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Cell death linked to tumor growth in prostate cancer patients

A new University of Michigan study identifies the pathway by which this poorly understood action occurs in metastatic prostate cancer cells. This understanding could help researchers develop drugs to block the harmful tumor acceleration, while still allowing the body to clear out the dying cells, said study lead author Hernan Roca, associate research scientist at the U-M School of Dentistry.This process of removing cellular debris is called efferocytosis, and it’s a critical and normal function in both healthy people and those with cancer. These cellular house cleaners are called phagocytes, also known to be the first immune system responders to resolve infections by foreign invading organisms.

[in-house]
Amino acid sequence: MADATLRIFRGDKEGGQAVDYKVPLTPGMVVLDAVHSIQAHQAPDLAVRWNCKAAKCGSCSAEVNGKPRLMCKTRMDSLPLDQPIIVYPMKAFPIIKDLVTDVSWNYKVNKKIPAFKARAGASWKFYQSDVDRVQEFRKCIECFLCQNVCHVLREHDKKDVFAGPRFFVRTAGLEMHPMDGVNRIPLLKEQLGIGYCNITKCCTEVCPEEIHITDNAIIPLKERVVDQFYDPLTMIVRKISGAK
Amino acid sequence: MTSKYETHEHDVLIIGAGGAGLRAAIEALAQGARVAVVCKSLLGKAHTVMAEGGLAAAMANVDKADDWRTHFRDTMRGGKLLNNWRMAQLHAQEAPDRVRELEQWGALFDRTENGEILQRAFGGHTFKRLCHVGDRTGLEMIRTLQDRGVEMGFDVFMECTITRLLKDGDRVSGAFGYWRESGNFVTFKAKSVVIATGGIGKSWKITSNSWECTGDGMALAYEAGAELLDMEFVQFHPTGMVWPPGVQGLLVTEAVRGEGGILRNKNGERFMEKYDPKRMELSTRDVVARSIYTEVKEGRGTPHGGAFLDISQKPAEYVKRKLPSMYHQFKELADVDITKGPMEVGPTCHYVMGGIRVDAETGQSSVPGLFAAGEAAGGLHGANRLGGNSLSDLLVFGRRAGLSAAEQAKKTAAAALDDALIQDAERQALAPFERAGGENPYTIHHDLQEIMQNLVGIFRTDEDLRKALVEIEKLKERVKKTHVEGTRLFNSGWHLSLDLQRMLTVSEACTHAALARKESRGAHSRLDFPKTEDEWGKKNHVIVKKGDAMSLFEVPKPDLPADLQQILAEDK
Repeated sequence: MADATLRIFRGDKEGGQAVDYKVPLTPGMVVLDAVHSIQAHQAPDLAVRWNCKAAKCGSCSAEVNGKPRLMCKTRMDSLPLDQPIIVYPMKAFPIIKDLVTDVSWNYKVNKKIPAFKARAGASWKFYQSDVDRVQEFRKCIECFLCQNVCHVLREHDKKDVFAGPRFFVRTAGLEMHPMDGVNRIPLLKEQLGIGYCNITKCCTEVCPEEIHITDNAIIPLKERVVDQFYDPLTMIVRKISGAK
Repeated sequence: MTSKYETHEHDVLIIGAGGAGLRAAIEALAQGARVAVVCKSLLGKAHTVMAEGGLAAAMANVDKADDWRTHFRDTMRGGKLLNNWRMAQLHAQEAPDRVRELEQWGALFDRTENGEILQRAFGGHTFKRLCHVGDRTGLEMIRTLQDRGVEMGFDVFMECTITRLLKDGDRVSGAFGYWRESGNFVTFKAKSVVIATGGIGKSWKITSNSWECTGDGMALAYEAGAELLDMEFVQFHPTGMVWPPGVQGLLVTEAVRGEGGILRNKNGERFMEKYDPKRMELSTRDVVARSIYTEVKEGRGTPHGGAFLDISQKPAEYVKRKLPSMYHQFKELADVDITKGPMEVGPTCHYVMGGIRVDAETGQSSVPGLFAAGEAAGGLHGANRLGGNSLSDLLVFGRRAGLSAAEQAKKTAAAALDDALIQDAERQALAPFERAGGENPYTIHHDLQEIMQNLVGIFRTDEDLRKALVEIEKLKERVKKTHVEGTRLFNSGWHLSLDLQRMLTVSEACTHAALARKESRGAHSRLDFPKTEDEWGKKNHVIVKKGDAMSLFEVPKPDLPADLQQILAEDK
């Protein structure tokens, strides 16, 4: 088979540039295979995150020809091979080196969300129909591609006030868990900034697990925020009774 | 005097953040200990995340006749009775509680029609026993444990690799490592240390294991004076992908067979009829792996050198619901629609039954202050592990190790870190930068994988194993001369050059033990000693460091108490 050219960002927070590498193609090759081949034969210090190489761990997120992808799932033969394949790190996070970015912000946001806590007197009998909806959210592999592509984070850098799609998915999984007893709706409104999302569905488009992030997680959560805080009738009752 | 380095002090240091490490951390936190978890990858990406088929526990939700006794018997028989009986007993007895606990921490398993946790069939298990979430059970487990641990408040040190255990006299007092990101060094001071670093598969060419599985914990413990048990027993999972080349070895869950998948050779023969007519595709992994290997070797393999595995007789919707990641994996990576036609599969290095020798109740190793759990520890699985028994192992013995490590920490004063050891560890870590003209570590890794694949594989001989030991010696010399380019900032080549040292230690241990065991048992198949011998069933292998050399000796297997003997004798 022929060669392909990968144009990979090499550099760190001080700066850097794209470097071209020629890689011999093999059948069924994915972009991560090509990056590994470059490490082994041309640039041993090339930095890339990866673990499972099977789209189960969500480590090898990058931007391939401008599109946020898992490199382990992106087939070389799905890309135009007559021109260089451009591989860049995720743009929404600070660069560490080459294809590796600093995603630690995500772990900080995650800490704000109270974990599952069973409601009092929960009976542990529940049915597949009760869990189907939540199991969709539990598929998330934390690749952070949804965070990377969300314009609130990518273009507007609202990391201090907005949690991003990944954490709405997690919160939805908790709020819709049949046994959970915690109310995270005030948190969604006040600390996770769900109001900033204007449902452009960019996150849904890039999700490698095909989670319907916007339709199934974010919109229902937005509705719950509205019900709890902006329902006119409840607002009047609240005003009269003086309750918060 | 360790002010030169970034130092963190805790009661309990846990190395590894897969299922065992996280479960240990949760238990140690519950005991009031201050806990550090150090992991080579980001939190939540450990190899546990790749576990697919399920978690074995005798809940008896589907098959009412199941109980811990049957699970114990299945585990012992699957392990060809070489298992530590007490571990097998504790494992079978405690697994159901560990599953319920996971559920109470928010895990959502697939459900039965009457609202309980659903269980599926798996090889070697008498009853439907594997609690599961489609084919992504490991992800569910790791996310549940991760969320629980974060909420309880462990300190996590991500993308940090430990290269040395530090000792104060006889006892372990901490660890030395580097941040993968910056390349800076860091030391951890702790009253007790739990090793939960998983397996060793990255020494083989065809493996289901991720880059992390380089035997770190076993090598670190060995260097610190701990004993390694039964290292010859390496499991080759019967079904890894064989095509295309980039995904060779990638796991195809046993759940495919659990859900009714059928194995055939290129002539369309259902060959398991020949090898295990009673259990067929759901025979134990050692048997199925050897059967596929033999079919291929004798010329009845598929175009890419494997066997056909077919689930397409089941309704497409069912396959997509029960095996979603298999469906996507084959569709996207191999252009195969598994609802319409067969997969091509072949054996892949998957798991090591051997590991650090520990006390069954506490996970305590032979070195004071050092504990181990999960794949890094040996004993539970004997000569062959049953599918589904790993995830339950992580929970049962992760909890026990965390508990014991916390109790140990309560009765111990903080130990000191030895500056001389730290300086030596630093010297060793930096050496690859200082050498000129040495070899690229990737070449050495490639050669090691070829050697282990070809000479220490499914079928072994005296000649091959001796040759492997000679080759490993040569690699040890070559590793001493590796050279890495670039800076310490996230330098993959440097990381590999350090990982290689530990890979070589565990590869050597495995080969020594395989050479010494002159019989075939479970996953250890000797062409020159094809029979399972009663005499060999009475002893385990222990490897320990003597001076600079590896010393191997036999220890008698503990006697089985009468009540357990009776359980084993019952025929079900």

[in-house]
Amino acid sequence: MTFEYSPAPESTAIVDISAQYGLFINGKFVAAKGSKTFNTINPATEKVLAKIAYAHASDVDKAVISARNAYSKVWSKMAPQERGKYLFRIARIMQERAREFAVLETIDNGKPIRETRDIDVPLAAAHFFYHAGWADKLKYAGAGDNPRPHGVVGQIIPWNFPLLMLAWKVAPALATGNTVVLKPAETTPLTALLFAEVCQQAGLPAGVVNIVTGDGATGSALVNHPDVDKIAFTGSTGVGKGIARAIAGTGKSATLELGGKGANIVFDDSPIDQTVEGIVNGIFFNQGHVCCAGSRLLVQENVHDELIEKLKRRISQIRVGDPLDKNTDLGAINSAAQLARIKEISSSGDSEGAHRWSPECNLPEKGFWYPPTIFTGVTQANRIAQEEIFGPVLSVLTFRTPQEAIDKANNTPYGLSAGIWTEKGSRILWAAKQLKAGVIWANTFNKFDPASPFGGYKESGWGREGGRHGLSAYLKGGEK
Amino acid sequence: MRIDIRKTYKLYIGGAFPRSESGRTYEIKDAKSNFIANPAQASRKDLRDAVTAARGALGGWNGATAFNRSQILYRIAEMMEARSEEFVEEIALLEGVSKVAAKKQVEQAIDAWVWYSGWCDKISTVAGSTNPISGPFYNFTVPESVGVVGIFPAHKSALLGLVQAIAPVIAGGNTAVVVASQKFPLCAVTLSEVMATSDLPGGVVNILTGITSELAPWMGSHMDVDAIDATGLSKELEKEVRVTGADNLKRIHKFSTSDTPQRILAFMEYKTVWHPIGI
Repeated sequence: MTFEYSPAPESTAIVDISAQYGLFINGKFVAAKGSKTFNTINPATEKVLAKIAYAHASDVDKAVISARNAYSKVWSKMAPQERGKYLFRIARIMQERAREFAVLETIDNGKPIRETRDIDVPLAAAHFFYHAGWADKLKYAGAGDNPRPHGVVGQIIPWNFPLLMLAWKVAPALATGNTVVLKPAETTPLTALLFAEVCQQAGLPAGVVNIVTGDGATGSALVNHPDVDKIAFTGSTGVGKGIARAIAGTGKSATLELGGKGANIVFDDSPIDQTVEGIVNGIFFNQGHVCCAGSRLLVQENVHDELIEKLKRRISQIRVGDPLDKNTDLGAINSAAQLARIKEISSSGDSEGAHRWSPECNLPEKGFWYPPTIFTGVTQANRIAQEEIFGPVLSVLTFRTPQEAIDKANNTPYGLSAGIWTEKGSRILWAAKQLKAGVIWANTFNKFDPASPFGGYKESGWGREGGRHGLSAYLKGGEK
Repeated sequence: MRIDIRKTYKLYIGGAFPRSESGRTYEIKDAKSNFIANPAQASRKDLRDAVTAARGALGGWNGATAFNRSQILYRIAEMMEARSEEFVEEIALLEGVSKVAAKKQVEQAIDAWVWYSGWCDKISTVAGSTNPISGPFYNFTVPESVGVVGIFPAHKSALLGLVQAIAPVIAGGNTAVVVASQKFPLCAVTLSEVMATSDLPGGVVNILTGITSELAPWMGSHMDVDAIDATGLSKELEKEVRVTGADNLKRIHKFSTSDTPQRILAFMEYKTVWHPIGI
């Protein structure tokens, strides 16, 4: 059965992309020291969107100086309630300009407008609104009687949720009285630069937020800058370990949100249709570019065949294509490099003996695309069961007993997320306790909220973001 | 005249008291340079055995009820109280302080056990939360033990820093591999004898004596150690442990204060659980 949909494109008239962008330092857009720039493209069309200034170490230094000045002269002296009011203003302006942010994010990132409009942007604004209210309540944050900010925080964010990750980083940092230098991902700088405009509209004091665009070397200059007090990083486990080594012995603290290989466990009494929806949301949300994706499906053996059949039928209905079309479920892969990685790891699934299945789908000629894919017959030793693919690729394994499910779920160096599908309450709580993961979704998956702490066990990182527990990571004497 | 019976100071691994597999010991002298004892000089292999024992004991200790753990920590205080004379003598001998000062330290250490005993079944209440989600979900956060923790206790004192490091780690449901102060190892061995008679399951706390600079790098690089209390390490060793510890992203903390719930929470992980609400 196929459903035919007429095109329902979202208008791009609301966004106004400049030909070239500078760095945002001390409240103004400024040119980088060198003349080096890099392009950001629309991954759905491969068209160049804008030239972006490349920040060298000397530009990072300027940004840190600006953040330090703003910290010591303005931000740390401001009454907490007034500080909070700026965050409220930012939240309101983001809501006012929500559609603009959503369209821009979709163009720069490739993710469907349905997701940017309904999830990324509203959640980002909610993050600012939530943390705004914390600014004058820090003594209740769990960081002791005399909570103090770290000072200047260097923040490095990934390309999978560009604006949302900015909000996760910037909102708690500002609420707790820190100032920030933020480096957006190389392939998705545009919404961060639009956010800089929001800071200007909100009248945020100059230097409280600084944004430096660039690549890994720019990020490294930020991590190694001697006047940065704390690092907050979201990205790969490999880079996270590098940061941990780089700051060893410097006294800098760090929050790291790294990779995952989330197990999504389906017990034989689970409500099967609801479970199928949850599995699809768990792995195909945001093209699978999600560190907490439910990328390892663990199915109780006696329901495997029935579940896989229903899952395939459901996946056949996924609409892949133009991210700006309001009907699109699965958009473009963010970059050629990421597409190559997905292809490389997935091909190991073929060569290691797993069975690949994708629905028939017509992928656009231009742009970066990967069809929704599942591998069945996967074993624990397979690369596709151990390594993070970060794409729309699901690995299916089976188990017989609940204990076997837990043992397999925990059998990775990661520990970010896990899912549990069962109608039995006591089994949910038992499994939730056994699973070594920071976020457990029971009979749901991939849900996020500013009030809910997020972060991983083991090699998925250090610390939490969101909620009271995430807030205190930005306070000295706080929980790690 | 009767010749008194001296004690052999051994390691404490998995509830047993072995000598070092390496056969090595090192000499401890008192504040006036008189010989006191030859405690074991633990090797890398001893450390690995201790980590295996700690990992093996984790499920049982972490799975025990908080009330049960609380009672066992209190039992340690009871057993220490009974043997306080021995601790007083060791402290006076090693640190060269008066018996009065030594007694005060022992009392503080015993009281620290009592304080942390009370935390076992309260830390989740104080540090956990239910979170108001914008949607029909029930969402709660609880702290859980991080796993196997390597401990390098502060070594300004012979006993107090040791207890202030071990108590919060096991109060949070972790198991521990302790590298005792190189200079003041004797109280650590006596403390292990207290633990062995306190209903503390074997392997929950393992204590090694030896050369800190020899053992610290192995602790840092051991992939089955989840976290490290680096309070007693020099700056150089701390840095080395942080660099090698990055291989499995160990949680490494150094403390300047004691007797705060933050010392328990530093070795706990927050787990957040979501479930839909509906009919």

The study found that with metastatic prostate cancer cells, efferocytosis produced a pro-inflammatory protein called CXCL5 that isn’t normally released during cellular cleanup in healthy situations. This CXCL5 protein was found to stimulate tumor growth.

When researchers induced cell death in mouse bone tumors, it correlated with an increase of CXCL5, and the growth of tumors with induced cell death accelerated. However, when the CXCL5 protein was blocked in mice, tumor progression was hindered.

Next, researchers took these findings to look at blood samples from human patients with metastatic prostate cancer, and found that their level of inflammatory CXCL5 was higher relative to localized prostate cancer patients, or healthy patients.

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Cell death linked to tumor growth in prostate cancer patients

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